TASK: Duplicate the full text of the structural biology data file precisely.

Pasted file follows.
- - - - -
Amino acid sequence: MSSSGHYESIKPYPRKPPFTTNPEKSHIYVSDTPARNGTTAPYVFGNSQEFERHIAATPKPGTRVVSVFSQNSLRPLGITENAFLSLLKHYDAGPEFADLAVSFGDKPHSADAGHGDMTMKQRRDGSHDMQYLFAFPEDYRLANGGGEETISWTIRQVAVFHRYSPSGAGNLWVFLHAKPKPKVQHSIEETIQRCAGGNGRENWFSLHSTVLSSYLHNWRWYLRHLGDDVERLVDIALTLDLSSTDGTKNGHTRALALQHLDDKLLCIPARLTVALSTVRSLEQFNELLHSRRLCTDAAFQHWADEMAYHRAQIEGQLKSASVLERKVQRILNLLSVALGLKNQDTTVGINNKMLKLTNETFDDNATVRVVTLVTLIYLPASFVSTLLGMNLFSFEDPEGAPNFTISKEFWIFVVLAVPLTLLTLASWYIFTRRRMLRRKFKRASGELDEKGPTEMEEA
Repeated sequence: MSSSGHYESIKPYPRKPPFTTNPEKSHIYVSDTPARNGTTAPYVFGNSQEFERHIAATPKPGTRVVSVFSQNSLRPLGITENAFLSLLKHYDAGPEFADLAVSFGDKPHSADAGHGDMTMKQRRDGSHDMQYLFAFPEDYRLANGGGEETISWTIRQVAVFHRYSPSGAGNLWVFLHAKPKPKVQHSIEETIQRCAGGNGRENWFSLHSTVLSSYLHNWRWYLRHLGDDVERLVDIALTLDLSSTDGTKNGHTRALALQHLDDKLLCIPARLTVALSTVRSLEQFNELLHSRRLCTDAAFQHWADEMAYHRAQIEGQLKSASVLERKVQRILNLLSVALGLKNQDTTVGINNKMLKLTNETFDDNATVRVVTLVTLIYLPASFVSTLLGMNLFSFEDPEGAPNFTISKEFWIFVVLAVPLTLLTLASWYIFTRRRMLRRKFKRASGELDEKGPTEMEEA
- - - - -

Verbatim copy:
Amino acid sequence: MSSSGHYESIKPYPRKPPFTTNPEKSHIYVSDTPARNGTTAPYVFGNSQEFERHIAATPKPGTRVVSVFSQNSLRPLGITENAFLSLLKHYDAGPEFADLAVSFGDKPHSADAGHGDMTMKQRRDGSHDMQYLFAFPEDYRLANGGGEETISWTIRQVAVFHRYSPSGAGNLWVFLHAKPKPKVQHSIEETIQRCAGGNGRENWFSLHSTVLSSYLHNWRWYLRHLGDDVERLVDIALTLDLSSTDGTKNGHTRALALQHLDDKLLCIPARLTVALSTVRSLEQFNELLHSRRLCTDAAFQHWADEMAYHRAQIEGQLKSASVLERKVQRILNLLSVALGLKNQDTTVGINNKMLKLTNETFDDNATVRVVTLVTLIYLPASFVSTLLGMNLFSFEDPEGAPNFTISKEFWIFVVLAVPLTLLTLASWYIFTRRRMLRRKFKRASGELDEKGPTEMEEA
Repeated sequence: MSSSGHYESIKPYPRKPPFTTNPEKSHIYVSDTPARNGTTAPYVFGNSQEFERHIAATPKPGTRVVSVFSQNSLRPLGITENAFLSLLKHYDAGPEFADLAVSFGDKPHSADAGHGDMTMKQRRDGSHDMQYLFAFPEDYRLANGGGEETISWTIRQVAVFHRYSPSGAGNLWVFLHAKPKPKVQHSIEETIQRCAGGNGRENWFSLHSTVLSSYLHNWRWYLRHLGDDVERLVDIALTLDLSSTDGTKNGHTRALALQHLDDKLLCIPARLTVALSTVRSLEQFNELLHSRRLCTDAAFQHWADEMAYHRAQIEGQLKSASVLERKVQRILNLLSVALGLKNQDTTVGINNKMLKLTNETFDDNATVRVVTLVTLIYLPASFVSTLLGMNLFSFEDPEGAPNFTISKEFWIFVVLAVPLTLLTLASWYIFTRRRMLRRKFKRASGELDEKGPTEMEEA